Meet HBCU Grad and WarnerMedia Employee Aimee Sanders
As part of our celebration of Black History Month, we are featuring some of our Black colleagues each week. This week, we meet Aimee J. Sanders from Atlanta with WarnerMedia News & Sports and CNN Worldwide Communications, who also attended a Historically Black College and University (HBCU), Spelman College, which ranked the #1 HBCU in U.S. News & World Report College Rankings for 2020. Aimee graduated from Spelman in 2015.
WarnerMedia: What is your current role at WarnerMedia and what is your day-to-day like?
Aimee Sanders (AS): I am a Senior Manager from WarnerMedia News & Sports and CNN Worldwide Communications. In my role, I manage internal communications and brand strategy. While my day-to-day varies greatly, there are always several communications to write or to develop a strategy for, along with branding events that engage an internal audience with our content and people.
WM: What are your schools’ colors and mascot?
AS: Columbia Blue and Jaguars
WM: Why did you choose to attend an HBCU?
AS: At first, I didn’t want to attend Spelman or an HBCU. Many of my family members and both my parents went to HBCUs for undergrad. As I’m sure many others were told, my parents told me, “You can choose wherever you want to go to school, but our money is going to Spelman.” I will say, within the first five to six hours of being on Spelman’s campus in Atlanta for admitted students’ weekend, I was wholeheartedly in love. To be in an environment where I was in the majority, not the minority – which was the only thing I knew growing up – gave me the opportunity and space to figure out who Aimee was, as a person. As an all-women institution, in addition to an HBCU, Spelman is a special place that allows you to develop without your identity entering the room before you, something that many people of color and women don’t have the luxury or privilege to experience. Yet, it’s such a pivotal part of figuring out identity. I also immensely enjoyed the promise of competitive academia and community. Before even beginning as a freshman at Spelman, alumnae in the Florida area and even the Southeastern region reached out with gifts, advice, and support. Spelman has such a special community of trailblazing women. I was so excited and honored to be a part of that rich tapestry with the likes of Rosalind Brewer, Jerri DeVard, Alice Walker, Marian Wright Edelman, Stacey Abrams, Pearl Cleage and Dr. Bernice King.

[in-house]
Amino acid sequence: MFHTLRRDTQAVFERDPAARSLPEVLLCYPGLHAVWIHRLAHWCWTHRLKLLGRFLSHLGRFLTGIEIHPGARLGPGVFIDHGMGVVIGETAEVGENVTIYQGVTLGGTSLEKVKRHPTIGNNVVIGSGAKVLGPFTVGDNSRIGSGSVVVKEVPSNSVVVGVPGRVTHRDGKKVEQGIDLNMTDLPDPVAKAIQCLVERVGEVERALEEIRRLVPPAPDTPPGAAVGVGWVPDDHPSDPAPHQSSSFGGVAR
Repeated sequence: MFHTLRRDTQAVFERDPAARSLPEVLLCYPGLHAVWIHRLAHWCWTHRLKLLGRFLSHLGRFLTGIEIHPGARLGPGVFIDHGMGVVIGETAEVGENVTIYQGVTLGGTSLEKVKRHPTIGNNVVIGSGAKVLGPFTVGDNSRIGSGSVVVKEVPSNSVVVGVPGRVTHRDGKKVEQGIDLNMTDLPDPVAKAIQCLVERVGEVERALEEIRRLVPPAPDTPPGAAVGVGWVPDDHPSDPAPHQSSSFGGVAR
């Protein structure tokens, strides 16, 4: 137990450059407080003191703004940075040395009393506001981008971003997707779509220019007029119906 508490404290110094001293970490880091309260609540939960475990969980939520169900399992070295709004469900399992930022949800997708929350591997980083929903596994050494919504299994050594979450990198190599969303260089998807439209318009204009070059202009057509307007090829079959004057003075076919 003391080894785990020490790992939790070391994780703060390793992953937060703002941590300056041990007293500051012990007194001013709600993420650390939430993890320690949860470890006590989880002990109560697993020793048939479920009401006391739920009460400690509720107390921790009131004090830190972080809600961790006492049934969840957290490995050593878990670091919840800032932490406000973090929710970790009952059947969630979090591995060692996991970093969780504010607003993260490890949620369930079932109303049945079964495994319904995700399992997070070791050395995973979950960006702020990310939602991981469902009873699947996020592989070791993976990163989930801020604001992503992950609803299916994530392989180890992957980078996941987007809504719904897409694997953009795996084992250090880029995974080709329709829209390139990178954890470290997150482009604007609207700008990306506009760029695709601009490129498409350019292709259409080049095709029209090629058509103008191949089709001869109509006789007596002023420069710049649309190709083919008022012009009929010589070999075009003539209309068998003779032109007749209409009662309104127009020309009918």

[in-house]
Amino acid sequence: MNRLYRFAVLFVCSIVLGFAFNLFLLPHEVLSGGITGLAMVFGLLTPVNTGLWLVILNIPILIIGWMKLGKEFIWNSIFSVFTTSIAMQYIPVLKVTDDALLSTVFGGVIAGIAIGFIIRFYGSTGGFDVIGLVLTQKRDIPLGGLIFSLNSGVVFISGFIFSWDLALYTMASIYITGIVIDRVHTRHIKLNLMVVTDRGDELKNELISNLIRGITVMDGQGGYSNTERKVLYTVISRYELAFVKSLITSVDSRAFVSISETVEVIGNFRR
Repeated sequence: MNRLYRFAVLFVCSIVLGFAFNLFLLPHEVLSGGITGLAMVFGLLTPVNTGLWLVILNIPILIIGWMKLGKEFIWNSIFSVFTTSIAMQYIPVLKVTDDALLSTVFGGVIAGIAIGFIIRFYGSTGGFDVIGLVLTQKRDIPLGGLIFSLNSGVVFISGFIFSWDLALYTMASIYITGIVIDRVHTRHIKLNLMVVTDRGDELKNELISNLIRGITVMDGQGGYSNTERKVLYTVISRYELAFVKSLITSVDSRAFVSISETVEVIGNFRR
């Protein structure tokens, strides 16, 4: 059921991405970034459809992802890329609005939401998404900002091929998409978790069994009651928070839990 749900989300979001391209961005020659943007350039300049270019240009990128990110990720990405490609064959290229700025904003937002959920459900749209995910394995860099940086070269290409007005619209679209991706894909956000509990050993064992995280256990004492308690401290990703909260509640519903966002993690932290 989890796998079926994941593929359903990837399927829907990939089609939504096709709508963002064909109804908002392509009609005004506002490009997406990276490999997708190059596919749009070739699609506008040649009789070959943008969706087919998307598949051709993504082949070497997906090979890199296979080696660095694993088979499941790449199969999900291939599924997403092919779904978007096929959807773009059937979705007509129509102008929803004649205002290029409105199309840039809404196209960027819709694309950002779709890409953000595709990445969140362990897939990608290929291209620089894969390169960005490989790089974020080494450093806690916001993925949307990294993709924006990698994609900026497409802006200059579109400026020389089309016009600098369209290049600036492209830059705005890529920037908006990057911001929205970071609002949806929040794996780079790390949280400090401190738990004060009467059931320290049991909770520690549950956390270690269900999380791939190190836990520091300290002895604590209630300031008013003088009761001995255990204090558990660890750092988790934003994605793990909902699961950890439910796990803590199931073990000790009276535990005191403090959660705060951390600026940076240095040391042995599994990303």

WM: What is your favorite HBCU memory?
AS: I have two favorite HBCU Memories – I truly couldn’t choose between the two. But for the record, pretty much every day of my undergraduate experience was heaven. While at Spelman, I worked in the Special Events office, planning things from Commencement to Board of Trustee retreats. The year THE Oprah Winfrey was the commencement speaker, we hosted a brunch, and there was one empty seat at the head table where Oprah Winfrey and our then President, the brilliant Dr. Beverly Daniel Tatum were sitting. I was told to fill the seat at the table. I. HAD. BRUNCH. WITH. OPRAH. One of the best, most fulfilling experiences of my life. And yes, she is as amazing as she seems in person, I was completely enamored. My other favorite memory was my probate – crossing show – when I pledged Delta Sigma Theta Sorority, Inc. - Eta Kappa Chapter. The experience and the sisterhood I was welcomed into has been a lifelong gift.
WM: What makes the HBCU experience so special?
AS: I honestly feel words hardly do justice to the experience that Historically Black Colleges and Universities give to young people of color. For so many of us, we come from predominantly white spaces, and just the visual of seeing people look like you, being free of judgment rooted in harmful societal tropes, and happening upon those shared cultural experiences is truly priceless. The community is also the differentiator from any other type of institution. There is a cultivated alumni network that displays a binded and undying devotion to see the products of their colleges succeed and carve open spaces beyond graduation to thrive in the world that was otherwise closed to Black people by way of access or prejudice. The beating heart of an HBCU to me is not the experience while you’re there but the ways in which you’re supported once you leave. It’s an experience and a gift second to none. Homecoming is also a spectacle to behold.